Teaching Philosophy

Experience Is the Foundation for Learning

Pencil on lined paperI have a vivid memory of the passage in Richard Dana’s Two Year’s before the Mast where he describes his seasickness on his first voyage. When I read this book, I was crewing the 130-foot research schooner Westward in the Atlantic Ocean, a student in the Williams College-Mystic Seaport Maritime Studies program. I looked up from Dana’s words that day to witness my own crewmates hurling their breakfasts overboard. The classic tale of a 19th century merchant sailor came alive for me because I was living it.

I am merely a guide on a student’s path to discovery. Training as a journalist prepared me for this in one critical way: I learned how to ask questions. Asking questions sometimes leads to answers but almost always leads to more questions. Not only must a student ask questions about the world around her, she must also look inside and discover her creative path.

Every human being is a creative being

How does one teach creativity? By exposure and reflection. Leonardo Da Vinci’s greatest inventions were inspired by water stains on his studio walls. Herman Melville discovered his Moby Dick as he gazed out the window of his mountain-view home.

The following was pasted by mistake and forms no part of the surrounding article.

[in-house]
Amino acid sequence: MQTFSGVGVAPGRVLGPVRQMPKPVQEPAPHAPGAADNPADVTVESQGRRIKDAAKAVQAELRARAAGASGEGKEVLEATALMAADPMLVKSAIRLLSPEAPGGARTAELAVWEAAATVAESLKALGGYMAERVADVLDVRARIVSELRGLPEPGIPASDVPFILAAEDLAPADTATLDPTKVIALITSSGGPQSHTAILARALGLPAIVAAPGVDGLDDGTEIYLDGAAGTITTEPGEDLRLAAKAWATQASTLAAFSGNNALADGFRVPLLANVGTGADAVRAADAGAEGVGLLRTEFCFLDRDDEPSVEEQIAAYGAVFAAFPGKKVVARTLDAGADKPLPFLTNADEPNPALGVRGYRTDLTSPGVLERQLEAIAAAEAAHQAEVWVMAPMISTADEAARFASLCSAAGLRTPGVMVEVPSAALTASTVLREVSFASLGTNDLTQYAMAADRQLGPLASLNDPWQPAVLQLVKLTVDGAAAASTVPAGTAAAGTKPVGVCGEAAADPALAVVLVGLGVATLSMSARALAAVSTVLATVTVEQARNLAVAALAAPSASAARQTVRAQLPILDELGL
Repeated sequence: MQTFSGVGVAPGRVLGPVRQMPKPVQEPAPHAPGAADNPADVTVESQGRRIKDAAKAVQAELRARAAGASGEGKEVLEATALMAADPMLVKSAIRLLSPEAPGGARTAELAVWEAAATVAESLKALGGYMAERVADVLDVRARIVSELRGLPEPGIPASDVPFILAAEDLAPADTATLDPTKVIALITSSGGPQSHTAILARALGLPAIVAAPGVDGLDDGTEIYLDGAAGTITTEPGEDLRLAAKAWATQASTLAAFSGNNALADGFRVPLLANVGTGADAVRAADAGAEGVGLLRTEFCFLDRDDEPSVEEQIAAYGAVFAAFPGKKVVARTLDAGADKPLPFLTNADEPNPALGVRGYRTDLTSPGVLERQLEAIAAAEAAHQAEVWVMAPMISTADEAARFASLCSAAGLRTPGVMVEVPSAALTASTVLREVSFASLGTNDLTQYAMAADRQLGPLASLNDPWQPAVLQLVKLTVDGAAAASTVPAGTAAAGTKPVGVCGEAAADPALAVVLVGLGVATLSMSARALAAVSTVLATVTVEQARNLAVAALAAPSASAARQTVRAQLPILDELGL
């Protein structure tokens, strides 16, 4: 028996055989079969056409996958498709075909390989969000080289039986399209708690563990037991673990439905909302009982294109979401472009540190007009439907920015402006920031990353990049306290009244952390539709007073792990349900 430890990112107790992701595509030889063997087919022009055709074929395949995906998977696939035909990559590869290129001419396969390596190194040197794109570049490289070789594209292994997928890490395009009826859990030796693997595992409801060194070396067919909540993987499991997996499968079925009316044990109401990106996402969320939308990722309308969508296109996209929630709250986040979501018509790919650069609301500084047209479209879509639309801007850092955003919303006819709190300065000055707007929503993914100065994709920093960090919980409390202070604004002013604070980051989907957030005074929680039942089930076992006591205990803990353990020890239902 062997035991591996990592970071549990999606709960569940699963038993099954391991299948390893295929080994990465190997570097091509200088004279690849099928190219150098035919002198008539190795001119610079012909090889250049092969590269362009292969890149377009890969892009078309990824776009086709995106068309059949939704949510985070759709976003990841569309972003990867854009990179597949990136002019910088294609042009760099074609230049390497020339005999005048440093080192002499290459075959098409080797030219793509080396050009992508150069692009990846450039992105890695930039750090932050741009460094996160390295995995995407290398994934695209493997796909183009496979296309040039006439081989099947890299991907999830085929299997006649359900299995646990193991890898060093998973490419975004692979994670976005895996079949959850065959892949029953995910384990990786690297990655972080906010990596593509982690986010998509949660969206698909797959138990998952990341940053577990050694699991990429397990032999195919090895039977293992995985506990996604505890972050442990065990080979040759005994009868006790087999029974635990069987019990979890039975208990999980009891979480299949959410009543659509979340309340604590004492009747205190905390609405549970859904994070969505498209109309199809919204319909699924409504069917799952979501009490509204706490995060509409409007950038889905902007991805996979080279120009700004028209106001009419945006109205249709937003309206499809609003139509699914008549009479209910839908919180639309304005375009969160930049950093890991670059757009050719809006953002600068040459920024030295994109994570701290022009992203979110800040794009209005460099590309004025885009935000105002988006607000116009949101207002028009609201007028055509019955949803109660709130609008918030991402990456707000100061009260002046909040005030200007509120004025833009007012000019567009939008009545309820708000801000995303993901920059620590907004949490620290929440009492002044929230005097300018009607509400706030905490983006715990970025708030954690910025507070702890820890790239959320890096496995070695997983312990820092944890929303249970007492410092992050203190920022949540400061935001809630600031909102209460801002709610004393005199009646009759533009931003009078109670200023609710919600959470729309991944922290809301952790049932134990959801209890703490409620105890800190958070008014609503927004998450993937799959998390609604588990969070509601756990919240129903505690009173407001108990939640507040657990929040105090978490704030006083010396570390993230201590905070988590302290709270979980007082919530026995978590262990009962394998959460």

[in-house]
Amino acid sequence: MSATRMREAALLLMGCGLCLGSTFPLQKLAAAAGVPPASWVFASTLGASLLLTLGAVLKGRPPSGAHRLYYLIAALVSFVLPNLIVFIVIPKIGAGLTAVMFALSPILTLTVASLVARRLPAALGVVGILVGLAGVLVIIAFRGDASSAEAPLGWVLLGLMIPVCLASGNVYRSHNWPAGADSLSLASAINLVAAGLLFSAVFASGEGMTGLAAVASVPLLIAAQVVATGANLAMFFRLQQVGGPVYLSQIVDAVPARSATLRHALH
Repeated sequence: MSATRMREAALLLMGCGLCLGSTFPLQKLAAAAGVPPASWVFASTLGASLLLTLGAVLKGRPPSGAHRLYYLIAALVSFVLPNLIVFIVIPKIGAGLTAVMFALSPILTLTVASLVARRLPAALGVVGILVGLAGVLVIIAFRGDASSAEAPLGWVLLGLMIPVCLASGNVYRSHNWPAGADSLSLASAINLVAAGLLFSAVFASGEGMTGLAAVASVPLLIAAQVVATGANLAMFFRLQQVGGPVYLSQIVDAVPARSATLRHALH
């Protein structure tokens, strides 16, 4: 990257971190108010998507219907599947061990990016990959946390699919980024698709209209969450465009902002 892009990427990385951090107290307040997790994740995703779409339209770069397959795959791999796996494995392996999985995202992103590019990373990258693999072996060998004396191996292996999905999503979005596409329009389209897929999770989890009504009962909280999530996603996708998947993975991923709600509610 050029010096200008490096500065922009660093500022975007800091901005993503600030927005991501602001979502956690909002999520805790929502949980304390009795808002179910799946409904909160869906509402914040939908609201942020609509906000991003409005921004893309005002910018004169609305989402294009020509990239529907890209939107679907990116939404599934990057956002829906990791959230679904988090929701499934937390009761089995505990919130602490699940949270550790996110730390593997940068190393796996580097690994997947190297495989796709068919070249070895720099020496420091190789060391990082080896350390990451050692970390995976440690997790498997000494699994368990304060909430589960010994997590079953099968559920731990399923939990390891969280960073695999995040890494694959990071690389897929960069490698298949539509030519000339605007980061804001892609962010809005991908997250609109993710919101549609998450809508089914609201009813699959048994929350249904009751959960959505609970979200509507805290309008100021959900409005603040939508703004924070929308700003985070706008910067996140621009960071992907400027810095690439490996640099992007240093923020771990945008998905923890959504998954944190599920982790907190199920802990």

Imagination and creativity need to be fed by inspiration

Inspiration arises from any number of sources; it is different for each one of us. As a teacher, my role is to encourage students to tap into their own creativity by providing many and varied opportunities for inspiration to occur. These opportunities may not be as dramatic as an ocean voyage; a simple walk in a field may do. It’s not the scope of the adventure, but the willingness to see adventure in everyday experiences. There will be failures, but failure is an integral step in achieving mastery. I provide an environment where taking risks is not only permitted but supported; I encourage my students to take risks, to be creative, to look beyond the literal and to see whales in mountains.

Equally important, a teacher must provide the feedback that allows them to understand how they can turn those mistakes into positive learning experiences. Learning is both interactive and collaborative. A teacher has a responsibility to be an active learner as well. From experience comes knowledge and wisdom, but one only gains experience by testing limits, exploring ideas, discovering new worlds and making mistakes. Galileo had it right when he said, “you cannot teach a man anything. You can only help him discover it within himself.”

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